Updated to include some of the impact of the new rule on companies.
NEW YORK (
stands to benefit from a recent Environmental Protection Agency rule that will require replacement of many power plants for the next few years, according to a Barclays Capital analyst report.
The EPA's rule created the first national standards to limit air pollution from coal and oil-fired power plants as well as mercury more than 20 years after the Clean Air Act Amendments. About 40% of the existing electric generating units don't have advanced pollution controls in place, the EPA noted.
Because the rule requires companies be compliant by 2015, Barclays analyst Daniel Ford expects companies to start placing orders in the second half of 2012.
All of this will benefit what Ford calls "arguably GE's most important business" -- GE Power. General Electric has basically not shipped any new powergen gas turbine units in the last 10 years because it has taken that long to clean out inventory, Ford wrote. Though profits on new shipments are negligible, fixed cost coverage will benefit margins, he added.
"As we look forward, EPA regulations combined with multiple other factors (cheap and available gas, for one) make for a landscape where big gas turbine orders should begin to pop in 2012-2014," Ford wrote.
Ford also anticipates that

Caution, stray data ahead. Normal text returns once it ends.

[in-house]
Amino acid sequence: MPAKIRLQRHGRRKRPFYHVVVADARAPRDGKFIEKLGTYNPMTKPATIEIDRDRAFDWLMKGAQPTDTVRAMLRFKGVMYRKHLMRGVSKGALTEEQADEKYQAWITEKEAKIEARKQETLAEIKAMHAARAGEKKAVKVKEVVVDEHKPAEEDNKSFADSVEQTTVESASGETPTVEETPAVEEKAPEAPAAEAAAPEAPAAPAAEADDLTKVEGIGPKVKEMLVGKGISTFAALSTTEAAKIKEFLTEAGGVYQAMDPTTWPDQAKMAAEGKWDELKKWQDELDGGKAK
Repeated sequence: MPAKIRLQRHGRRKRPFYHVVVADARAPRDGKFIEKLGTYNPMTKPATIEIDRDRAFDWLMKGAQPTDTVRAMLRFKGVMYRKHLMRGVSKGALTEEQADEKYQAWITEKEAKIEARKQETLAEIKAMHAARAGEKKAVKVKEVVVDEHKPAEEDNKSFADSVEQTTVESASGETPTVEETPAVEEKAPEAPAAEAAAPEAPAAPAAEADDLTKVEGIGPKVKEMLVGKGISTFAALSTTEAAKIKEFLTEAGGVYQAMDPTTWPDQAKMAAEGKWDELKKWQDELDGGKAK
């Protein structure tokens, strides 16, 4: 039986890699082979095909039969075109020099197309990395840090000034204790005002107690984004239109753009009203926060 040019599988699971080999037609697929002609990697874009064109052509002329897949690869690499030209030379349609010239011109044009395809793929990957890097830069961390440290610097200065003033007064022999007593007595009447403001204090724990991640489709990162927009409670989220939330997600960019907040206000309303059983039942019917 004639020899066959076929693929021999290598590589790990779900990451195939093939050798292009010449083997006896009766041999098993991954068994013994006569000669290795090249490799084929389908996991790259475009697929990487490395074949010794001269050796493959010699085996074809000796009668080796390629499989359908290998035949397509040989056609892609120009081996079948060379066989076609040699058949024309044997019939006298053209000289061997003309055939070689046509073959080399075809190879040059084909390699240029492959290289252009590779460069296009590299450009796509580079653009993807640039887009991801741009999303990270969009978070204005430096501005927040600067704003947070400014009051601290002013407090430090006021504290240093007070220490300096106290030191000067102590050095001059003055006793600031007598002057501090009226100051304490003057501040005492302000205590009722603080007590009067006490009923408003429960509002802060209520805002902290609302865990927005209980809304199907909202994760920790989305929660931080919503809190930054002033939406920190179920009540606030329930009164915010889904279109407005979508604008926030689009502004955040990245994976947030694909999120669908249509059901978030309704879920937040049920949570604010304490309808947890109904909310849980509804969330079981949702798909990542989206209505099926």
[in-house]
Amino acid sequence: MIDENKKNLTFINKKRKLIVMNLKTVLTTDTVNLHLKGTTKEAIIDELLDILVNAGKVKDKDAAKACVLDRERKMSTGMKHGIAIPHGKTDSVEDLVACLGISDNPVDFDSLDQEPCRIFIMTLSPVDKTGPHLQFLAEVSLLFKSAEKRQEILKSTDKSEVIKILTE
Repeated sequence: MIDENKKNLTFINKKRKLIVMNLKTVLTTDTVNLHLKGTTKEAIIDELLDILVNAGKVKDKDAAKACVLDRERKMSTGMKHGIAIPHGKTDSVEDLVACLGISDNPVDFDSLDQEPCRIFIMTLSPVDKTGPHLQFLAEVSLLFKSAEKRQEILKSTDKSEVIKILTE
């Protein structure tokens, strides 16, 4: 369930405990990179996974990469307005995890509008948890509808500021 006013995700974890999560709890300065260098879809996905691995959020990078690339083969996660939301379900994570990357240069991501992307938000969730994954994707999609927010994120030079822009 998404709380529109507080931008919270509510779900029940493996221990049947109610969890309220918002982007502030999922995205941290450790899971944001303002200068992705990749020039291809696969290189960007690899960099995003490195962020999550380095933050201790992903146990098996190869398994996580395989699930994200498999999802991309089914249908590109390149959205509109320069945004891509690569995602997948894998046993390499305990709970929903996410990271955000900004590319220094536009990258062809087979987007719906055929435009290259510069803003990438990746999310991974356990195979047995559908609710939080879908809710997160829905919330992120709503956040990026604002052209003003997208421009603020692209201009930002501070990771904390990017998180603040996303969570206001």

via its cooling towers and transformers will benefit from the power plant shutdowns.
The Charlotte, N.C.-based company is one of the largest medium power transformer providers. SPX's $4.9 billion in total revenue in 2010 was flat compared to the previous year and weighed down in part by the company's power transformer business, its 2010 annual report said.
SPX made an investment in 2009 of $70 million to increase the company's ability to create large, high-voltage power transformers in its Waukesha Electric Systems. The transformers from this facility are for the North American market.
Two electricity producers --
American Electric Power
-- protested the EPA's new ruling this summer.
To be in compliance with the EPA's new rule, AEP wrote this June that it would have to invest between $6 billion and $8 billion through the end of this decade to get rid of 6,000 megawatts of coal-fired power generation and put in new emissions-reduction equipment on 10,100 megawatts, among other adjustments. These changes as a result of the rule are in addition to over $7.2 billion that the company has used to try to reduce emissions since 1990.
AEP also anticipated that it would have layoffs as a result of complying with this new rule. It expects to lose 600 power plant jobs that had wages of $40 million.
"While some may argue that jobs lost at coal-fired generating plants will be replaced by jobs at natural-gas fired plants or by jobs installing the retrofits, the reality is that there will be a substantial net loss of jobs, payroll and taxes," Southern CEO Thomas Fanning in a statement in August.said
Southern anticipated a larger bill coming attached with compliance of this rule to the tune of between $13 billion and $18 billion through 2020. It would have to get rid of 4,000 megawatts of coal-fired power generation and add new emissions-reduction equipment on 12,000 megawatts, among other changes.
Barclays has an unchanged overweight rating on General Electric with a price target of $20. Shares of GE increased more than 3% on Thursday to $18.05, with trading slightly higher than the stock's three-month daily volume average.
-- Written by Alexandra Zendrian
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